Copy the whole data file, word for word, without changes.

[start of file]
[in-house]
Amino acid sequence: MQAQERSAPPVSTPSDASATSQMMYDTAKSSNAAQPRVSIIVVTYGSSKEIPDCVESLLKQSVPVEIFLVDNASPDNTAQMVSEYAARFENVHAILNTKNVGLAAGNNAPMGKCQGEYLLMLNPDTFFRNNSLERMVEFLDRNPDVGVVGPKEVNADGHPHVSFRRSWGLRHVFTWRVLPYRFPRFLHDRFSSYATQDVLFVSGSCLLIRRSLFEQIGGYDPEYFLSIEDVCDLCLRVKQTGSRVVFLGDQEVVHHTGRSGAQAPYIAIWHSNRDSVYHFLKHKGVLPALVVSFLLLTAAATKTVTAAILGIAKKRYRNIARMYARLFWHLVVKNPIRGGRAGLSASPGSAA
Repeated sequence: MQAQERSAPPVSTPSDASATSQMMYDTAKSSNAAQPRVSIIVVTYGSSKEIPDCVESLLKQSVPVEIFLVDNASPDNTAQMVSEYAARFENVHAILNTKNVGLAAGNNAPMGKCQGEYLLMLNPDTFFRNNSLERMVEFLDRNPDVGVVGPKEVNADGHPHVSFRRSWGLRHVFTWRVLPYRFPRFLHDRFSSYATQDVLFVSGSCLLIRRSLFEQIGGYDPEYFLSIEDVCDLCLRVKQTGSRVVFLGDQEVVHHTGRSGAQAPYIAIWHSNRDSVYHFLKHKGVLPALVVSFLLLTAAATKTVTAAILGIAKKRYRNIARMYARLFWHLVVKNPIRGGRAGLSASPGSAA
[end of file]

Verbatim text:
[in-house]
Amino acid sequence: MQAQERSAPPVSTPSDASATSQMMYDTAKSSNAAQPRVSIIVVTYGSSKEIPDCVESLLKQSVPVEIFLVDNASPDNTAQMVSEYAARFENVHAILNTKNVGLAAGNNAPMGKCQGEYLLMLNPDTFFRNNSLERMVEFLDRNPDVGVVGPKEVNADGHPHVSFRRSWGLRHVFTWRVLPYRFPRFLHDRFSSYATQDVLFVSGSCLLIRRSLFEQIGGYDPEYFLSIEDVCDLCLRVKQTGSRVVFLGDQEVVHHTGRSGAQAPYIAIWHSNRDSVYHFLKHKGVLPALVVSFLLLTAAATKTVTAAILGIAKKRYRNIARMYARLFWHLVVKNPIRGGRAGLSASPGSAA
Repeated sequence: MQAQERSAPPVSTPSDASATSQMMYDTAKSSNAAQPRVSIIVVTYGSSKEIPDCVESLLKQSVPVEIFLVDNASPDNTAQMVSEYAARFENVHAILNTKNVGLAAGNNAPMGKCQGEYLLMLNPDTFFRNNSLERMVEFLDRNPDVGVVGPKEVNADGHPHVSFRRSWGLRHVFTWRVLPYRFPRFLHDRFSSYATQDVLFVSGSCLLIRRSLFEQIGGYDPEYFLSIEDVCDLCLRVKQTGSRVVFLGDQEVVHHTGRSGAQAPYIAIWHSNRDSVYHFLKHKGVLPALVVSFLLLTAAATKTVTAAILGIAKKRYRNIARMYARLFWHLVVKNPIRGGRAGLSASPGSAA